Update 12/20/2022 2:02 pm PT
Atari provided us with the following statement regarding VCS production and the future of its hardware.
"As we noted in our Half-Year 2022/2023 Results, we have reorganized our hardware business and laid the groundwork for a new commercial strategy. As part of this reorganization we suspended our relationship with the original manufacturing partner of the Atari VCS, but we continue to maintain inventory and fulfill new orders.
Atari remains committed to the VCS platform. We have been adding more support for game developers and continue to add new games to the store. Hardware is an important part of Atari’s legacy and will continue to be a part of our long-term strategy.
We have several hardware and software projects in development, under licensed contracts, that will expand the VCS ecosystem and create additional utility for users."
There might be rough seas ahead for the Atari VCS retro gaming console — not that the seas behind it were all that great either. While we were initially intrigued when the VCS was first announced, its challenging and controversial development took some of the shine off the device. And after years of delays that meant the hardware was dated by the time it hit store shelves, any excitement regarding the console had definitely diminished when we reviewed the VCS last year. And it seems like we weren't the only ones underwhelmed.
According to Atari’s half-year earnings report for fiscal 2022/2023, the future for the VCS looks bleak. Overall, the company reported revenue of $4.65 million, which was a 27 percent decrease from the same period last year. More importantly, hardware revenue plummeted 92 percent year-over-year, from $2.44 million to just $212,466. Atari attributed the decline to “[reduced] cartridge activity and underperformance by the VCS.” In other words, consumers appear to have turned their backs on the console.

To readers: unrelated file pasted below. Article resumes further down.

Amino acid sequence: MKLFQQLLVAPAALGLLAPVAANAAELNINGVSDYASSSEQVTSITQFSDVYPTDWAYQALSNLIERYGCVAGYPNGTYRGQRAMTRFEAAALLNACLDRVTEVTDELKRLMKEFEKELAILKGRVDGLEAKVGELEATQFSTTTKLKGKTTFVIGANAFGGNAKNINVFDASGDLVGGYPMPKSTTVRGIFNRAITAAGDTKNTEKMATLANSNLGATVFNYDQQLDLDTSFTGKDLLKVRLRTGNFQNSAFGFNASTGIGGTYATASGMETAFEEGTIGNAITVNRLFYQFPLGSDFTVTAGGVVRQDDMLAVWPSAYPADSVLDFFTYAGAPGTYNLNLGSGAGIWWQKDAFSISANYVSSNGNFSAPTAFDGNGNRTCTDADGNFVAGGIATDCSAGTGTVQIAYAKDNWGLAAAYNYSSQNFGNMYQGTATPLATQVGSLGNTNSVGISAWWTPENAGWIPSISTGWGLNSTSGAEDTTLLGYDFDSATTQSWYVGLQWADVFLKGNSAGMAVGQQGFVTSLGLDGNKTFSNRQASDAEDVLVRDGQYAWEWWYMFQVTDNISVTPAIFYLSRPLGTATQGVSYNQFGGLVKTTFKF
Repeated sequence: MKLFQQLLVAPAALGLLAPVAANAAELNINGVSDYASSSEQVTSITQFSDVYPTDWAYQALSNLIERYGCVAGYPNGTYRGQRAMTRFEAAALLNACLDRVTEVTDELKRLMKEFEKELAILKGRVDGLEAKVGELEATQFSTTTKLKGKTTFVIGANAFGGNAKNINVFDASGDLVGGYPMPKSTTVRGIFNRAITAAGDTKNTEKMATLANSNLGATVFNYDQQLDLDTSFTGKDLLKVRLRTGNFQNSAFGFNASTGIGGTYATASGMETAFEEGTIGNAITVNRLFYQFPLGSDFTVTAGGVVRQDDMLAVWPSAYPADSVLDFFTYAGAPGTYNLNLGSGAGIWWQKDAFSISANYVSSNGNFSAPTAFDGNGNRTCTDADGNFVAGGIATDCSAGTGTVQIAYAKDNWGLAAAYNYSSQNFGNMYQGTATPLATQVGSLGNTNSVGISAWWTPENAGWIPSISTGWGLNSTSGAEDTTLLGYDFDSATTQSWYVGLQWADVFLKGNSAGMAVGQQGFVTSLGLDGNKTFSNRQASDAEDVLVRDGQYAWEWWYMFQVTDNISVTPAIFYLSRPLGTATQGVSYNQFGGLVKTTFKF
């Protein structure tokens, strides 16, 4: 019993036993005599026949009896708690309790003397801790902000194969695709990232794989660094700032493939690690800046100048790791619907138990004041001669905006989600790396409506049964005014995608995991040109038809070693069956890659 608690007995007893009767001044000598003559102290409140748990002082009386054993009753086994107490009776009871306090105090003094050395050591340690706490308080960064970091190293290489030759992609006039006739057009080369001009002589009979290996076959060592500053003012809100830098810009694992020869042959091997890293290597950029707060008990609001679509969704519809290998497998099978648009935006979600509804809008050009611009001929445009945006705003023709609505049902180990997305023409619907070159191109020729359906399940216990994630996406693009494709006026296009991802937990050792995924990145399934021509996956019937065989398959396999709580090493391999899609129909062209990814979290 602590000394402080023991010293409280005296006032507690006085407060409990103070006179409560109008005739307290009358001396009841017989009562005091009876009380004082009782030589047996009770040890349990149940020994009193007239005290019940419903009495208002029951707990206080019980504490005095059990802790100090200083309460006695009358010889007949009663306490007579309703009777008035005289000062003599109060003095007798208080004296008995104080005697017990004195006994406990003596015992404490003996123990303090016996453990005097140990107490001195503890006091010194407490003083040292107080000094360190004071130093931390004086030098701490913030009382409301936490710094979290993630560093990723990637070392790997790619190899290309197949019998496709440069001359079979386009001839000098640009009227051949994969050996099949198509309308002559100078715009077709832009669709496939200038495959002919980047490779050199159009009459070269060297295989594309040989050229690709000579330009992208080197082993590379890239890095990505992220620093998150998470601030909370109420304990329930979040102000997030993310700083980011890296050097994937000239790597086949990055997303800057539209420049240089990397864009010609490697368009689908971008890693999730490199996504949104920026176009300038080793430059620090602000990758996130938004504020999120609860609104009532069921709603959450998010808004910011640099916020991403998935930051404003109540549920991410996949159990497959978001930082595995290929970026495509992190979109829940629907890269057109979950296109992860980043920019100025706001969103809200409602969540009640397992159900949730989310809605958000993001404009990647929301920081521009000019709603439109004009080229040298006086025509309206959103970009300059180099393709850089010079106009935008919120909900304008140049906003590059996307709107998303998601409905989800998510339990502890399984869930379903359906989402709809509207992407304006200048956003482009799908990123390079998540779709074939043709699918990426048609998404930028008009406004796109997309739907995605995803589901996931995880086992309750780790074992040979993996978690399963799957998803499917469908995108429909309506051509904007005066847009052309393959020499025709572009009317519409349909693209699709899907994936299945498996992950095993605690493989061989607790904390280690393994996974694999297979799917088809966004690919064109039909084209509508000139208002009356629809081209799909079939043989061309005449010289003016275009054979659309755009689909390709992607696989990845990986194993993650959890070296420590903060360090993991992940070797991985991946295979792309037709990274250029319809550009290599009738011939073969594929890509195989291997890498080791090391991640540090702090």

Atari is reorganizing its hardware business and critically says this “includes the suspension of direct hardware manufacturing relationships” relating to the VCS. However, Atari did not mention any plans to secure new contracts to manufacture the VCS, so this appears to be the end of the line for the troubled console.
Going forward, Atari is implementing a new commercial strategy that involves the development of “new hardware complementary to the Atari VCS with partners under licensing contracts.” This doesn’t sound like a revised or next-generation VCS console, but perhaps new accessories for the system. The company already offers a Classic Joystick and Modern Controller for the VCS. However, it’s somewhat confounding that the company would shift resources to creating new accessories for a console that customers seemingly have not embraced in any large capacity.
With its hardware strategy in flux, Atari is looking ahead to other ventures to increase revenue in the coming year. The company envisions licensing its brand with “well-respected and recognized international brands” and will continue to build upon its Atari X NFT sales and create a new token. However, blockchain ventures have a lot of uncertainty and volatility in blockchain ventures, which could be risky for a company currently operating in the negative.
The Atari VCS 800 All-in bundle is still available at retailers like Best Buy, priced at $399 (opens in new tab). However, the cheapest place to find an Atari VCS is directly from the company ; You can grab the All-in bundle for just $239, direct from Atari's storefront. Previous retail partners like GameStop (opens in new tab) and Amazon (opens in new tab) no longer appear to have the console in stock. Those looking for their retro Atari fix on a console that's had a bit more success might want to consider Atari 50: The Anniversary Celebration on the Switch. Now if only Nintendo would offer up a version of its console with a woodgrain finish and some orange buttons.
It's got a good look. It looks nice especially compared to a small desktop PC. If it were only cheaper
Atari should sell the look to have a VCS-shaped router. Also, the VCS is about as bad of a name as the Xbox Series S|X.
Yep as I checked they are just trying to find new partners. They are not ending production of the VCS.
That brand followed similarly sad faith as Commodore brand, which at one point sank as low as being owned by a former truck driver who knew very little about computing in general.
Curse of these two former heated rivals seems to very alive to this day
back to the "new" VCS , there's no market for it rly, it's as expensive as estabilished consoles, and weak as budget laptop and has no software to support it other than what we've already purchased million times before on just about any platform on those "atari classics bundles" .
literally another ouya with fancier name attached to it
The same reason nobody wants an old Nokia phone anymore. Hell not even the new ones. Nostalgia needs to die forever, and never be remembered except that it sucked to be old like that.